Late stage trials of the vaccine being jointy developed by AstraZeneca and the University of Oxford show it to be “highly effective.”
AstraZeneca and the University of Oxford on Monday said their jointly-developed vaccine against the coronavirus has shown “an average efficacy of 70%” in trials.
“This vaccine’s efficacy and safety confirm that it will be highly effective against COVID-19 and will have an immediate impact on this public health emergency,” AstraZeneca’s chief executive Pascal Soriot said in a statement.
The vaccine can prevent 70% of people from getting the virus and up to 90% if a lower dose is used, according to the biopharmaceutical firm’s data.
British Prime minister Boris Johnson said it was “incredibly exciting news the Oxford vaccine has proved so effective in trials.”
AstraZeneca’s proposed vaccine produced less effective results when compared with others produced by rivals Pfizer/BioNTech and Moderna which have shown to be around 95% effective.
It had two dose regimen:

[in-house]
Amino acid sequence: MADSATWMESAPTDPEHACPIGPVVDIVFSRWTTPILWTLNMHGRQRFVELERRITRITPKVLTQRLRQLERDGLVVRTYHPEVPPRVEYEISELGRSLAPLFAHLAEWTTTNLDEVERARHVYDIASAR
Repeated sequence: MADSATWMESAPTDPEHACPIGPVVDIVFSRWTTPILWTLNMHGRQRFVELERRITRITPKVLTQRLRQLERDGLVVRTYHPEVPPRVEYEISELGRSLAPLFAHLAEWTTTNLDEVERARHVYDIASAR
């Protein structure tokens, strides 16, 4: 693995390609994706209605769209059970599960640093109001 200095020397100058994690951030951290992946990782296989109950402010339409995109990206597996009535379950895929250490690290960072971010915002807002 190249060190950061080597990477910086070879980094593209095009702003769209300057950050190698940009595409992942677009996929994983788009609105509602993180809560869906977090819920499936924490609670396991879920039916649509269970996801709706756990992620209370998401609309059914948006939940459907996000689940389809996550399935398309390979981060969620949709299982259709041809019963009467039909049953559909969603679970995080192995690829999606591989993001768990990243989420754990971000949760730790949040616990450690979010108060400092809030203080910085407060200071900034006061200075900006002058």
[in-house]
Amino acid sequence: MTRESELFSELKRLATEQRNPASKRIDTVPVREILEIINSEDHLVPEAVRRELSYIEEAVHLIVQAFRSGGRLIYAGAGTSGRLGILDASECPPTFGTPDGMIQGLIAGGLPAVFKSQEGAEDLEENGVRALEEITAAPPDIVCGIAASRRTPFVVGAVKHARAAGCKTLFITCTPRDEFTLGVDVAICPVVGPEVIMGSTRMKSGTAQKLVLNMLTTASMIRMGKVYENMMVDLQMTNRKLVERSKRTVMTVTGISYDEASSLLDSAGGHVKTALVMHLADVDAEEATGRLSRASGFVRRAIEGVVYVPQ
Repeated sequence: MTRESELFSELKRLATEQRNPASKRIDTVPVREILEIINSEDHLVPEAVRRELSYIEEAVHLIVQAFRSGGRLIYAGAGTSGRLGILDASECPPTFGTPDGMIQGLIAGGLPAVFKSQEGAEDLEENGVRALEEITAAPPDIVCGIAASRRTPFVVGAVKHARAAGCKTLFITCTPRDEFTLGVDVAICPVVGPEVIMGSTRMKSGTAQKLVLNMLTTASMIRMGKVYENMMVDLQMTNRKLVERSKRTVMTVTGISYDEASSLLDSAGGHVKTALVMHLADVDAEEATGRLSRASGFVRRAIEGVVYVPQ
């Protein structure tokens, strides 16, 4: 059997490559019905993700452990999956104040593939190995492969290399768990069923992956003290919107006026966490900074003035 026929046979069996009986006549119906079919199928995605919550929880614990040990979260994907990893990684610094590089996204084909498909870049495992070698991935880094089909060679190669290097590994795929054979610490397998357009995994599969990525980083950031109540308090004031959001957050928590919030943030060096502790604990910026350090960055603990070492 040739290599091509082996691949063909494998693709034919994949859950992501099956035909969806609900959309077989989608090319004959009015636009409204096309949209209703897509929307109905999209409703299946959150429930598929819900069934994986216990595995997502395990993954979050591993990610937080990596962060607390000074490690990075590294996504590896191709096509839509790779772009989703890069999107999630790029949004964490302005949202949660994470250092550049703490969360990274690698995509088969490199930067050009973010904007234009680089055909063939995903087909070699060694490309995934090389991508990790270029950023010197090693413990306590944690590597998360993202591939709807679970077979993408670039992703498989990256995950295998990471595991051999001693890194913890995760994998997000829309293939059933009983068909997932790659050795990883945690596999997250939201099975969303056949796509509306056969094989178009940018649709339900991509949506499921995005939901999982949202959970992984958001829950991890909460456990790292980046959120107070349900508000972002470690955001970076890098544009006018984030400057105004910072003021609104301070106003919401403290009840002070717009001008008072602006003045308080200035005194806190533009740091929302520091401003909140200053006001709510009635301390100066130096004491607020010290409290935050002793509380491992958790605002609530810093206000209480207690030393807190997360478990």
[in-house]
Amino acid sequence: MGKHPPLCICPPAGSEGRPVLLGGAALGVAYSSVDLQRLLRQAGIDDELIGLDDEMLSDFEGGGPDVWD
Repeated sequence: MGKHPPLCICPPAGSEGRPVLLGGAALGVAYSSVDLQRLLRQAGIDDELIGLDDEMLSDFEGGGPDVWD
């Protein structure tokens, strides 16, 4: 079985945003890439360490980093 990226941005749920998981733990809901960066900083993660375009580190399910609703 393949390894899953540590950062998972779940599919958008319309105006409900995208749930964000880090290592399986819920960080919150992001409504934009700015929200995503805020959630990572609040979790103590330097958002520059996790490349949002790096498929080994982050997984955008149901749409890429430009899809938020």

One showed an effectiveness of 90% when trial participants received a half dose, followed by a full dose at least one month apart. The other dosing regimen showed 62% efficacy when given as two full doses at least one month apart.
The combined analysis from both dosing regimens found average vaccine effectiveness of 70%. No hospitalizations or severe cases of the disease were reported in participants receiving the vaccine.
Nevertheless, the preliminary trial results still represent a fresh breakthrough in the fight against a virus that has killed nearly 1.4 million people, brought global travel to a standstill and devastated the global economy.